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More than half of federal criminal defendants are charged with multiple offenses in a single indictment. These defendants are more likely to be convicted on at least one charge than defendants who receive separate trials for each charge. Joinder has been both lauded for increasing the efficiency of the federal criminal justice system and criticized for unfairly prejudicing criminal defendants. Federal Rules of Criminal Procedure 8(a) and 14 govern the joinder of offenses in the federal system. Rule 8(a) permits offenses of the “same or similar character” to be joined against a single defendant while Rule 14 allows district courts to sever the offenses if joinder “appears to prejudice a defendant.” The circuit courts have taken divergent views of when offenses are of the “same or similar character” and thus properly joined together. Two general approaches have emerged among the circuits, with roughly half taking a categorical approach to Rule 8(a)’s same-orsimilar-character prong, which requires offenses to be simply of “like class.” The remaining circuits, on the other hand, employ a holistic approach. These courts apply multifactored tests to examine the charges for similarity, including whether the offenses are connected by time or evidence and involve similar statutory elements or victims. The holistic approach’s more rigorous analysis under the sameor-similar-character prong results in fewer combinations of offenses joined.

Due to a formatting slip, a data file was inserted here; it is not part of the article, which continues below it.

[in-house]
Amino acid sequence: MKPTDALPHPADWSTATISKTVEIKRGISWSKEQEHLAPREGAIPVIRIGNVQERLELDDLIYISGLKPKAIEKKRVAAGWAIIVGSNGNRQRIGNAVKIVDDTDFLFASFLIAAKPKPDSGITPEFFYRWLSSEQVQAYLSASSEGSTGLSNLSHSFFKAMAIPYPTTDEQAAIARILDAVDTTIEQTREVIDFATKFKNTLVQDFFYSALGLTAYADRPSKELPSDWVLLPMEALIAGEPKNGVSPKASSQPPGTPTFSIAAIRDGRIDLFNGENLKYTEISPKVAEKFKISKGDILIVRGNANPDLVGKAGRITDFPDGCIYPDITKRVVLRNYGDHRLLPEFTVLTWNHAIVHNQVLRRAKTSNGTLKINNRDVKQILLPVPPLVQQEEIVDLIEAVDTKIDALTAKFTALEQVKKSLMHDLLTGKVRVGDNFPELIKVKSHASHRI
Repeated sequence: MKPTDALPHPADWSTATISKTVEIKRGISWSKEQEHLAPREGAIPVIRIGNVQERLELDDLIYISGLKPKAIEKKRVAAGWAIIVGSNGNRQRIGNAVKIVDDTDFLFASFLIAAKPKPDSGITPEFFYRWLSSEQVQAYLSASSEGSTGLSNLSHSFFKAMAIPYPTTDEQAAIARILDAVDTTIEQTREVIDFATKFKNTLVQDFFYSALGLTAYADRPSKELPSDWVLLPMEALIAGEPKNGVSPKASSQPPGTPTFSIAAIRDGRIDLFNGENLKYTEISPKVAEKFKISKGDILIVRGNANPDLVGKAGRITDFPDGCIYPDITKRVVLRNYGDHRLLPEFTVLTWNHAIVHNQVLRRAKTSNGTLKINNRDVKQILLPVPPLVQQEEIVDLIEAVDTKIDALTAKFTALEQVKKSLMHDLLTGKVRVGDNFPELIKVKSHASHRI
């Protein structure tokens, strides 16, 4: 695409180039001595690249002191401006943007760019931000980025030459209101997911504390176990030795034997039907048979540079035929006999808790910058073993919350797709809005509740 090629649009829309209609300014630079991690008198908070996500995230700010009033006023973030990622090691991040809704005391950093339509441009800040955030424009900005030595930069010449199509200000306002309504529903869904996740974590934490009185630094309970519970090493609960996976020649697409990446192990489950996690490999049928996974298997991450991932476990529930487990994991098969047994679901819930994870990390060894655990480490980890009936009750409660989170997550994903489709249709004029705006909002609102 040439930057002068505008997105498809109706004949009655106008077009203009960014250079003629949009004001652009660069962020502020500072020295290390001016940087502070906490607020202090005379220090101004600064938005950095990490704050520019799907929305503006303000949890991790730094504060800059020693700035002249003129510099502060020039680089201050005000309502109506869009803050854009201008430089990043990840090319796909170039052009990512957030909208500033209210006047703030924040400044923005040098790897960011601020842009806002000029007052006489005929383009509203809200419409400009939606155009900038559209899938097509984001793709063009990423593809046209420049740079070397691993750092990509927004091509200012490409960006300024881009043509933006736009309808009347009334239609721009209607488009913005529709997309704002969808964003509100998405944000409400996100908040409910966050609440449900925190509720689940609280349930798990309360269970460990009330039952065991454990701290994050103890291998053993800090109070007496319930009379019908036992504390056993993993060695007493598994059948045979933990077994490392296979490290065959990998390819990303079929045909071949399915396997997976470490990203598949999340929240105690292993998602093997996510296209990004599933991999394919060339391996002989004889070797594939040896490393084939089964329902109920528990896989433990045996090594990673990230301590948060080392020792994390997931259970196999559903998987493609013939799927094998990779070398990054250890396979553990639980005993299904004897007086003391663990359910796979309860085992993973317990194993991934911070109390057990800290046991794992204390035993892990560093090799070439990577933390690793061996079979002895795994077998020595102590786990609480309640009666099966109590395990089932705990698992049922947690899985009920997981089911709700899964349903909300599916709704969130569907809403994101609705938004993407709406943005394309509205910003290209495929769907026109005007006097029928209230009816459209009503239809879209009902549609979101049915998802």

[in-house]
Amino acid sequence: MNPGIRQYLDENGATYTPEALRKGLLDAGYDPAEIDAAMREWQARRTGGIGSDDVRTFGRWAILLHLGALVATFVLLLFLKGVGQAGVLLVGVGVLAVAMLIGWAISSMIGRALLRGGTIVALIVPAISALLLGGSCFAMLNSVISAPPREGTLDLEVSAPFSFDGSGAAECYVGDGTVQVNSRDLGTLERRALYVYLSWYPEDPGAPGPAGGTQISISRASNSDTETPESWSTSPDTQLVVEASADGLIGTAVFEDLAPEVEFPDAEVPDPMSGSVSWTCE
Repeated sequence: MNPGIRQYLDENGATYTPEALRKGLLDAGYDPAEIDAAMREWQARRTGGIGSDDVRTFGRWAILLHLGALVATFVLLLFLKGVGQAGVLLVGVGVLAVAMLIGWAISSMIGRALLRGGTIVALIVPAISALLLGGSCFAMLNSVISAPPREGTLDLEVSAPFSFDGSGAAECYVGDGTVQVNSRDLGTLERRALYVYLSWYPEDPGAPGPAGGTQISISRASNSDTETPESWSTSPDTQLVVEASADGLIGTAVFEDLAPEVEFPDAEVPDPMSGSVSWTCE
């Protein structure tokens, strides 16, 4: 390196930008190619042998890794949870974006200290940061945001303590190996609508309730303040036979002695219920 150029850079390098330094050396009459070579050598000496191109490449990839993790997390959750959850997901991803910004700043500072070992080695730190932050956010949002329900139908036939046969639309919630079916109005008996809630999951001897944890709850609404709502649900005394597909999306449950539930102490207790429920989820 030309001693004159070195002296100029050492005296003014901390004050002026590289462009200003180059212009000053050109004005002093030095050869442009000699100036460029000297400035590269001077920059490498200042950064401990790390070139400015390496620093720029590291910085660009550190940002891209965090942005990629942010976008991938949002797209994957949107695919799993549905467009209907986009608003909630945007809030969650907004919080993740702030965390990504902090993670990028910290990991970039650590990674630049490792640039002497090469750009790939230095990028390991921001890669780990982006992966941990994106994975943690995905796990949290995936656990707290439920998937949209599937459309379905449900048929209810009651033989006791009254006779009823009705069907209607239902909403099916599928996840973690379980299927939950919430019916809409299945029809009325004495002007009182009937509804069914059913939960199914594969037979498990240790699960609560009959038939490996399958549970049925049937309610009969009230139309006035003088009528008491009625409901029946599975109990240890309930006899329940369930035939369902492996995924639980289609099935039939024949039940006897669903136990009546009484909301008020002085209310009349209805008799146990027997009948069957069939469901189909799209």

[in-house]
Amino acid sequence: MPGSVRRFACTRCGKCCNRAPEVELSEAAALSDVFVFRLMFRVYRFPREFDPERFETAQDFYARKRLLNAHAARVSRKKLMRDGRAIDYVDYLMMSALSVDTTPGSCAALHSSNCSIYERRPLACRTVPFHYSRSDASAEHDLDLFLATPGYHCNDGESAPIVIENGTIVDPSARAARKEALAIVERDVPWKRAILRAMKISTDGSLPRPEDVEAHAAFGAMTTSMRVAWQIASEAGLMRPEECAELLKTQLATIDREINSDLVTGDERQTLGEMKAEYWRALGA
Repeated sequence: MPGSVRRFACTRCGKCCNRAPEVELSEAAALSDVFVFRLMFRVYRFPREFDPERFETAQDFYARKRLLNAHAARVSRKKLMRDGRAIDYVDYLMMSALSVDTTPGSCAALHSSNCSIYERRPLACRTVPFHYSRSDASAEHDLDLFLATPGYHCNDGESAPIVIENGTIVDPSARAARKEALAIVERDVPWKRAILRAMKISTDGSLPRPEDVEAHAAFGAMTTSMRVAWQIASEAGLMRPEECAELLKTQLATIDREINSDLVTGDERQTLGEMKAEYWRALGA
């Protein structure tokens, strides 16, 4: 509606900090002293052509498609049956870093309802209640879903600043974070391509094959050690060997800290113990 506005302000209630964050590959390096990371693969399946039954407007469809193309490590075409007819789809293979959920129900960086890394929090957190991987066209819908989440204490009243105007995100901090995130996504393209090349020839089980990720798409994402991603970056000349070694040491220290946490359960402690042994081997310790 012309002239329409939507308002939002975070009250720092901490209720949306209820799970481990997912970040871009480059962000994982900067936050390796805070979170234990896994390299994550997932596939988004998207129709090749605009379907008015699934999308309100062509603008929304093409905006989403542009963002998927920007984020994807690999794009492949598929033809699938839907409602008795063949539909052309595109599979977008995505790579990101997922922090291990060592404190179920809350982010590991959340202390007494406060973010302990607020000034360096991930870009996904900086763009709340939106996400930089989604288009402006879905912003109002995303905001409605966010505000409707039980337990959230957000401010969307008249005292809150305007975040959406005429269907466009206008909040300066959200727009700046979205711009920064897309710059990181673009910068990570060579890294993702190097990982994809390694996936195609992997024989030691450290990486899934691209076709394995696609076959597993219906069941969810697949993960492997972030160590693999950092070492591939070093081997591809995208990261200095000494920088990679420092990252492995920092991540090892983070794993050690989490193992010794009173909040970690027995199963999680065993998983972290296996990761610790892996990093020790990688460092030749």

This Comment resolves the circuit split over the same-or-similar-character prong by examining the history, functions, and purposes of Rules 8(a) and 14. It argues that the holistic approach is superior to the categorical, as it better fulfills the intent of the rules’ drafters, better accounts for the procedural and practical realities of the rules, and better meets joinder’s efficiency goals while minimizing its risk of prejudice.

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